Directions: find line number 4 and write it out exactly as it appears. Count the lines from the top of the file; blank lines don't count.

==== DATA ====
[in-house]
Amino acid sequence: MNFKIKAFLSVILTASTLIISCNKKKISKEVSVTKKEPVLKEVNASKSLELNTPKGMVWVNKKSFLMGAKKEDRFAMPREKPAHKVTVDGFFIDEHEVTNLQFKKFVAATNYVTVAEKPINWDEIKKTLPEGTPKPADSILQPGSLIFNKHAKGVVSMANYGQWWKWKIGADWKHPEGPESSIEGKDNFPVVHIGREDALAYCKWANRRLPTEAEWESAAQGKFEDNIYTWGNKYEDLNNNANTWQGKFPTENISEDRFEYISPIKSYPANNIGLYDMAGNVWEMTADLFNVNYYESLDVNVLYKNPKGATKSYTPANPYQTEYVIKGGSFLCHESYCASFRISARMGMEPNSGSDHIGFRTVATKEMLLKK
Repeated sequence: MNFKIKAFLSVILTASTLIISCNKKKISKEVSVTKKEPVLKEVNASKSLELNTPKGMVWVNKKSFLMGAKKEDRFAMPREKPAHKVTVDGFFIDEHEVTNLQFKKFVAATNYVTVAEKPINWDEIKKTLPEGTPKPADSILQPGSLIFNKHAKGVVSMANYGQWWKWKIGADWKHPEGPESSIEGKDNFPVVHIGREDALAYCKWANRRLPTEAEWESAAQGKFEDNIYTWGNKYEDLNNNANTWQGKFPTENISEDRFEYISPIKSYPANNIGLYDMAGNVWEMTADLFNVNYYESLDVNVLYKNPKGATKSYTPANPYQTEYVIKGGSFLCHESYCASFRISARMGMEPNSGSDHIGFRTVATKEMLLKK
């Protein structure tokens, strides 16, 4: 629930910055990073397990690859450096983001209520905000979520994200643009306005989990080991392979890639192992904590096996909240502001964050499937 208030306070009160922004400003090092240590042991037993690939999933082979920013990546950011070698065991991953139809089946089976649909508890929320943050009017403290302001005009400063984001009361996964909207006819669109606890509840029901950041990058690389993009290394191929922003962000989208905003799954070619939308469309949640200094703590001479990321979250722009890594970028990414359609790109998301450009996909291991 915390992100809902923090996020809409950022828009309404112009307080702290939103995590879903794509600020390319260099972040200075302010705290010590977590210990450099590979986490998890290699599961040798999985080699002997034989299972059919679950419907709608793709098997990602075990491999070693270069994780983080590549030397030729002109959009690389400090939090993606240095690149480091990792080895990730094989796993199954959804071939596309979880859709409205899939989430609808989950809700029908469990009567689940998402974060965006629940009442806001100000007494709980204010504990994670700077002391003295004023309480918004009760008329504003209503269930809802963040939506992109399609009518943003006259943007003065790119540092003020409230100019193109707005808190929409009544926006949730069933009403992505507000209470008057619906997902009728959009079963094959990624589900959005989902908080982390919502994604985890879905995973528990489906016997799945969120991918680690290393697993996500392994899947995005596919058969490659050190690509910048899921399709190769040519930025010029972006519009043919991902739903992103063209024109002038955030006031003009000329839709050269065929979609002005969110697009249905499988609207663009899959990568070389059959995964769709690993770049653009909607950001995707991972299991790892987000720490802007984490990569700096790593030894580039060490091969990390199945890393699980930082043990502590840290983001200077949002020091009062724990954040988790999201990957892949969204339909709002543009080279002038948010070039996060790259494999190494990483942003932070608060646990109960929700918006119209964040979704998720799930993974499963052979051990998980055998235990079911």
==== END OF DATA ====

């Protein structure tokens, strides 16, 4: 629930910055990073397990690859450096983001209520905000979520994200643009306005989990080991392979890639192992904590096996909240502001964050499937 208030306070009160922004400003090092240590042991037993690939999933082979920013990546950011070698065991991953139809089946089976649909508890929320943050009017403290302001005009400063984001009361996964909207006819669109606890509840029901950041990058690389993009290394191929922003962000989208905003799954070619939308469309949640200094703590001479990321979250722009890594970028990414359609790109998301450009996909291991 915390992100809902923090996020809409950022828009309404112009307080702290939103995590879903794509600020390319260099972040200075302010705290010590977590210990450099590979986490998890290699599961040798999985080699002997034989299972059919679950419907709608793709098997990602075990491999070693270069994780983080590549030397030729002109959009690389400090939090993606240095690149480091990792080895990730094989796993199954959804071939596309979880859709409205899939989430609808989950809700029908469990009567689940998402974060965006629940009442806001100000007494709980204010504990994670700077002391003295004023309480918004009760008329504003209503269930809802963040939506992109399609009518943003006259943007003065790119540092003020409230100019193109707005808190929409009544926006949730069933009403992505507000209470008057619906997902009728959009079963094959990624589900959005989902908080982390919502994604985890879905995973528990489906016997799945969120991918680690290393697993996500392994899947995005596919058969490659050190690509910048899921399709190769040519930025010029972006519009043919991902739903992103063209024109002038955030006031003009000329839709050269065929979609002005969110697009249905499988609207663009899959990568070389059959995964769709690993770049653009909607950001995707991972299991790892987000720490802007984490990569700096790593030894580039060490091969990390199945890393699980930082043990502590840290983001200077949002020091009062724990954040988790999201990957892949969204339909709002543009080279002038948010070039996060790259494999190494990483942003932070608060646990109960929700918006119209964040979704998720799930993974499963052979051990998980055998235990079911």